4. Make sure that all training can be done flexibly

The plan rightly places a big emphasis on training, both in terms of growing and upskilling the workforce. But in both cases, this training needs to be delivered in a way that is accessible to those who need to work flexibly. Otherwise, key groups who need flexibility to work – including, but not restricted to, parents, carers and those with health conditions – will fall behind their peers and potentially fall out of the workforce, or be prevented from joining it in the first place.

These changes won’t happen overnight – so the work needs to start now

Clearly, changes like these take time to implement – and they won’t happen without board-level buy-in. So the NHS needs its leaders to step up now, and lead from the top, driving the behaviour change that the service needs, and even incorporating flexibility around ways of working as a design principle for their services. Professor Joe Harrison and his leadership team at Milton Keynes University Hospital are great examples of what can be achieved when leaders are vocal about the benefits of flexible working within the NHS.

It also needs to make sure that managers and HR teams have the skills they need to design and implement flexible roles. That means teaching them about the benefits of flexible working for the organisation and its staff; upskilling them in flexible job design; and training them in how to manage flexible teams. Our Flex for the Future programme set out how this can be done.

And finally, for all these recommendations to really take hold, they need to be applied across NHS systems, rather than on a trust-by-trust basis. We’re currently working with three systems –Lincolnshire, Kent & Medway, and Hampshire & the Isle of Wight – and are already seeing the value of bringing together the different parts of a local health and care system to collaborate on strategy, resources and learning. Implementing flexible working across the NHS in this way could be transformational.

And a transformational approach is what’s needed; as the Workforce Plan acknowledges, “Inaction in the face of demographic change is forecast to leave us with a shortfall of between 260,000 and 360,000 staff by 2036/37.” Patient safety is already at risk with today’s shortfall, and we can’t afford to let it get worse. The plan is an important step in the right direction; now let’s act on it.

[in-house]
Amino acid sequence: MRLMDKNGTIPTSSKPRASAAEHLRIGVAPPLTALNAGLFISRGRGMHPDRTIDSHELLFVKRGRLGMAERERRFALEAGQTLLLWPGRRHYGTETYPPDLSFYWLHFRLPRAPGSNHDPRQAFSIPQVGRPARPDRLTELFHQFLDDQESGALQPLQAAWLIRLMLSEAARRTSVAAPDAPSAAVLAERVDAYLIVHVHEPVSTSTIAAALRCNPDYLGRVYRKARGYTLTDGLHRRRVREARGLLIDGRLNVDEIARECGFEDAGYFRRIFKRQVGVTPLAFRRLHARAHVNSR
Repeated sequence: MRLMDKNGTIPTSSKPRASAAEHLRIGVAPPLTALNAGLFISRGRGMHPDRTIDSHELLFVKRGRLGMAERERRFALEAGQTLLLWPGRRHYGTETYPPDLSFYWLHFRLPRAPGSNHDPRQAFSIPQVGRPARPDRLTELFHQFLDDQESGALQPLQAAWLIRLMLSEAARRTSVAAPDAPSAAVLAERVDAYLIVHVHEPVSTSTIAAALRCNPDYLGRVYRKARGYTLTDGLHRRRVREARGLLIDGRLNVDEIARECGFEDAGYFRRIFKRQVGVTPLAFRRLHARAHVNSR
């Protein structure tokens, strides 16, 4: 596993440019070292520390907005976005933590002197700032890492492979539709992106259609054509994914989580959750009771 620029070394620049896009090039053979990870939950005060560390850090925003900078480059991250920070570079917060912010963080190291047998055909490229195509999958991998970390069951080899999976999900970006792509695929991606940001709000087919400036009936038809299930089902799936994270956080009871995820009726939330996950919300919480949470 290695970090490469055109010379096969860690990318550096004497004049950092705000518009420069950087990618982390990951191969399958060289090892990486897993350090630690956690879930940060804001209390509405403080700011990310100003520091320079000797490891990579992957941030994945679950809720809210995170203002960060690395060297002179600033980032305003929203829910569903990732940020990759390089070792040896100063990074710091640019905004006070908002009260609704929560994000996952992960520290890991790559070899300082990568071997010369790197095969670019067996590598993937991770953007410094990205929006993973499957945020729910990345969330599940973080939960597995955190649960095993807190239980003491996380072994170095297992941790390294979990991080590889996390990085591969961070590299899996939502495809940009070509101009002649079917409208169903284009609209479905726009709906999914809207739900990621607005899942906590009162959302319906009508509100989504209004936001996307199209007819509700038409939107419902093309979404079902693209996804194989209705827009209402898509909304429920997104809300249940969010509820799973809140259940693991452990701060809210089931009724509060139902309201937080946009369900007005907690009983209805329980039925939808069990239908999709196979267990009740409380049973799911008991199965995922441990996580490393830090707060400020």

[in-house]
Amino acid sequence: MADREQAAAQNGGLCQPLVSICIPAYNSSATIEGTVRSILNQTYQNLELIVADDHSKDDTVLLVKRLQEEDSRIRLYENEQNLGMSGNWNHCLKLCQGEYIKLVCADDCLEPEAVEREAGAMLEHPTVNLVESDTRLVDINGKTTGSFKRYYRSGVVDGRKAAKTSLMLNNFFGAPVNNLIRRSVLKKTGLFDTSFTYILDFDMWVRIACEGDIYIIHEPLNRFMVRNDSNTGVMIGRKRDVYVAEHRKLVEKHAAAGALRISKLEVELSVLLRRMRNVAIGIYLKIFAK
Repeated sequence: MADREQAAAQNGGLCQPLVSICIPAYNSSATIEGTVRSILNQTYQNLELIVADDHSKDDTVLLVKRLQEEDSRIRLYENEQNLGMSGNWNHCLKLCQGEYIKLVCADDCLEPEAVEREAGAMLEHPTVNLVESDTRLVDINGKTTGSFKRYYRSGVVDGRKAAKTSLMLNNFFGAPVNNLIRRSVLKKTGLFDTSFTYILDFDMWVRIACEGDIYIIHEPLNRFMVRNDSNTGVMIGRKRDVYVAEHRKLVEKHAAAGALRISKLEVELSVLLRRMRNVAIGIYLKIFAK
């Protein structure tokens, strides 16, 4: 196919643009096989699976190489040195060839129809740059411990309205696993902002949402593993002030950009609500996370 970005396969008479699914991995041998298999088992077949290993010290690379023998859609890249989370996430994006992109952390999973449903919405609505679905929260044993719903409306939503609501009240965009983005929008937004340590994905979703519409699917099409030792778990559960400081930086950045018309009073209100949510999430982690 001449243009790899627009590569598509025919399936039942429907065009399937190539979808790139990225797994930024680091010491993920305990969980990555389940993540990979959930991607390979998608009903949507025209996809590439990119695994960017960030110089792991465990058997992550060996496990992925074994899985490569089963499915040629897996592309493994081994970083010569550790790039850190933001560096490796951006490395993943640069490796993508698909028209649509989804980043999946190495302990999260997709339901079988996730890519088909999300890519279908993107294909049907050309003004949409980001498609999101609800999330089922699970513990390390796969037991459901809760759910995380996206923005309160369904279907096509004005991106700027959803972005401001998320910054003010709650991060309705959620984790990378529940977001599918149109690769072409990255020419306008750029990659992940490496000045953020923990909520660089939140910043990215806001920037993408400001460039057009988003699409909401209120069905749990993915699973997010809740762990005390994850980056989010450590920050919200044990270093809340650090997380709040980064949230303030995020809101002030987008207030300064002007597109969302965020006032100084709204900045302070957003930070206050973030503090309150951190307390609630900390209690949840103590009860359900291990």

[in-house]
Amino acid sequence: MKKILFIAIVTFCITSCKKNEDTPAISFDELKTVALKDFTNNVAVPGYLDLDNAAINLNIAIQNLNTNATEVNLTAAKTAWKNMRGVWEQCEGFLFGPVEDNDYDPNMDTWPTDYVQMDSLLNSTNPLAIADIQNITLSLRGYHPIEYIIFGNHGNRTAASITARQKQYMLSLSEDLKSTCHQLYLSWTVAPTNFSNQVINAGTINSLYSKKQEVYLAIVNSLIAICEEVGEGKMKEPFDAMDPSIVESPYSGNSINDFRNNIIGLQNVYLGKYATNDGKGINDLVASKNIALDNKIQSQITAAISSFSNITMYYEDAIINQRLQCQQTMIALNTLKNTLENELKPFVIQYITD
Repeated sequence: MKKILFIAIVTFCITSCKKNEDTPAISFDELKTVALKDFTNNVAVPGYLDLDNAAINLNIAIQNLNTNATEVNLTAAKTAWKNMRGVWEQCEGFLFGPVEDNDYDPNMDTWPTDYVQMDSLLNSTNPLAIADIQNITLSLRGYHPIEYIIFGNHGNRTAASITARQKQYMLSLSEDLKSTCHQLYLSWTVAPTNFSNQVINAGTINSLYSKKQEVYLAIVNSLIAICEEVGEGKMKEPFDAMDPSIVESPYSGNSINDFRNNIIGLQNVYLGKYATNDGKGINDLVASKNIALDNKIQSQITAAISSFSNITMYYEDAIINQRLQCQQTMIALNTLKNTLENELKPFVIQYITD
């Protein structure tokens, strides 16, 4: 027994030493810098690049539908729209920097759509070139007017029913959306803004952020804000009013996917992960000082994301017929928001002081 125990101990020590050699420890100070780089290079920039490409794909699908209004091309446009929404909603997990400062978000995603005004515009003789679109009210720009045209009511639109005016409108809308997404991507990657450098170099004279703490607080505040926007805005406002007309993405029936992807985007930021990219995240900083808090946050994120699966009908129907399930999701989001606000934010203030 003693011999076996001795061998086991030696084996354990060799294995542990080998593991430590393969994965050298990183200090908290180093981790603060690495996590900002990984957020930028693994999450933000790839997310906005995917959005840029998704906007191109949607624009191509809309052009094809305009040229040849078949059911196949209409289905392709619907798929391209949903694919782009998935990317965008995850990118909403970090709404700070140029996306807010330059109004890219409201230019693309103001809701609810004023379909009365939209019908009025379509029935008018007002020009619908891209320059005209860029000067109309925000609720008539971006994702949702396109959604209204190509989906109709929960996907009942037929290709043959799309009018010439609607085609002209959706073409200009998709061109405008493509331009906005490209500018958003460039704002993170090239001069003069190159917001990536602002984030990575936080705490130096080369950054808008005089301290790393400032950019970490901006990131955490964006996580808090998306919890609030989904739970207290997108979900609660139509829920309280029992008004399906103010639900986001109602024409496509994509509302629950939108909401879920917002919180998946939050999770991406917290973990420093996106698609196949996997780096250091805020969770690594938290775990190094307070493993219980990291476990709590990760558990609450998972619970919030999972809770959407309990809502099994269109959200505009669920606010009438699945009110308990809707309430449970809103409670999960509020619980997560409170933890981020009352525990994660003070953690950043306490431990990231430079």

Published October 2023


New legislation giving employees the right to request flexible working from the first day in a new job (informally known as Day One Flex) will be in place from next year. It is a sign of huge progress for those of us who have long championed flexible working, and is set to shake up HR practices across the jobs market.

However, it’s important to reflect that the legislation is in some ways just the start of the journey. The changes it ushers in will be made tangible by the way that employers respond. And it’s becoming clear from conversations we’re having that many employers – and particularly those with frontline employees – feel they will need more support to both implement these changes and access their potential benefits.

With this in mind, we hosted a Timewise expert panel discussion to explore the Day One Flex questions that many employers are currently asking. Our speakers were:

  • Kevin Hollinrake MP, Parliamentary Under Secretary of State at the Department for Business and Trade (Minister for Enterprise, Markets and Small Business)
  • Dr Anne Sammon, Partner at Pinsent Masons
  • Louise Tait, Head of HR, OD and Talent at Wickes
  • Steve Collinson, Chief HR Officer at Zurich UK

Over 200 people attended the webinar, and before we began we sense-checked their views by asking two questions:

  • Do you feel your organisation is ready for Day One Flex?
    Yes:  41%
    No: 20%
    Maybe: 39%
  • What do you intend to do about the legislation?
    We want to actively go above and beyond: 45%